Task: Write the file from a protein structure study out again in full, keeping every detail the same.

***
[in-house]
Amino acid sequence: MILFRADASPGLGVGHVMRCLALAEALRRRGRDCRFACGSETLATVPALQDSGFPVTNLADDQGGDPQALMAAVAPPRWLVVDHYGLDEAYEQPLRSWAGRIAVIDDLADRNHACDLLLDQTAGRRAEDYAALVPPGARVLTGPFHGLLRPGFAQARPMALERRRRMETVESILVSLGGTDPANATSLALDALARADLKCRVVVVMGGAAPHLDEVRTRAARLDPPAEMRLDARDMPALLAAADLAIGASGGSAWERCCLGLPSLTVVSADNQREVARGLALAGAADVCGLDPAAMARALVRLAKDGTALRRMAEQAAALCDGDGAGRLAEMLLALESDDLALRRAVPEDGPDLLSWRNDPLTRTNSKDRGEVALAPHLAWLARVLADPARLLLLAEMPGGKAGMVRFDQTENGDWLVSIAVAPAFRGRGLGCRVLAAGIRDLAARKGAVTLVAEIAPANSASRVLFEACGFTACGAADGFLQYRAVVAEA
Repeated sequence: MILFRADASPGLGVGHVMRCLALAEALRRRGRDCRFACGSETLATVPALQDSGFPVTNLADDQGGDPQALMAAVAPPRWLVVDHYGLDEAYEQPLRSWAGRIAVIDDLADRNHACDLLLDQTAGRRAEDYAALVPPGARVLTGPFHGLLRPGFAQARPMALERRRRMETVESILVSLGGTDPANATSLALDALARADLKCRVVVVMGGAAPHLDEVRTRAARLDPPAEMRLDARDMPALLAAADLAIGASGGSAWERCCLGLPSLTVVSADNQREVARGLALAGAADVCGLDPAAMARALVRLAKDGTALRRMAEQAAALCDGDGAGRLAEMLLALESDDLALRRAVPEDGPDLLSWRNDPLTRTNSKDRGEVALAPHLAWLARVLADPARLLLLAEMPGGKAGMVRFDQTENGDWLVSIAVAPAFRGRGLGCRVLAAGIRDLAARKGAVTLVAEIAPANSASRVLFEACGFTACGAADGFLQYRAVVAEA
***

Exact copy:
[in-house]
Amino acid sequence: MILFRADASPGLGVGHVMRCLALAEALRRRGRDCRFACGSETLATVPALQDSGFPVTNLADDQGGDPQALMAAVAPPRWLVVDHYGLDEAYEQPLRSWAGRIAVIDDLADRNHACDLLLDQTAGRRAEDYAALVPPGARVLTGPFHGLLRPGFAQARPMALERRRRMETVESILVSLGGTDPANATSLALDALARADLKCRVVVVMGGAAPHLDEVRTRAARLDPPAEMRLDARDMPALLAAADLAIGASGGSAWERCCLGLPSLTVVSADNQREVARGLALAGAADVCGLDPAAMARALVRLAKDGTALRRMAEQAAALCDGDGAGRLAEMLLALESDDLALRRAVPEDGPDLLSWRNDPLTRTNSKDRGEVALAPHLAWLARVLADPARLLLLAEMPGGKAGMVRFDQTENGDWLVSIAVAPAFRGRGLGCRVLAAGIRDLAARKGAVTLVAEIAPANSASRVLFEACGFTACGAADGFLQYRAVVAEA
Repeated sequence: MILFRADASPGLGVGHVMRCLALAEALRRRGRDCRFACGSETLATVPALQDSGFPVTNLADDQGGDPQALMAAVAPPRWLVVDHYGLDEAYEQPLRSWAGRIAVIDDLADRNHACDLLLDQTAGRRAEDYAALVPPGARVLTGPFHGLLRPGFAQARPMALERRRRMETVESILVSLGGTDPANATSLALDALARADLKCRVVVVMGGAAPHLDEVRTRAARLDPPAEMRLDARDMPALLAAADLAIGASGGSAWERCCLGLPSLTVVSADNQREVARGLALAGAADVCGLDPAAMARALVRLAKDGTALRRMAEQAAALCDGDGAGRLAEMLLALESDDLALRRAVPEDGPDLLSWRNDPLTRTNSKDRGEVALAPHLAWLARVLADPARLLLLAEMPGGKAGMVRFDQTENGDWLVSIAVAPAFRGRGLGCRVLAAGIRDLAARKGAVTLVAEIAPANSASRVLFEACGFTACGAADGFLQYRAVVAEA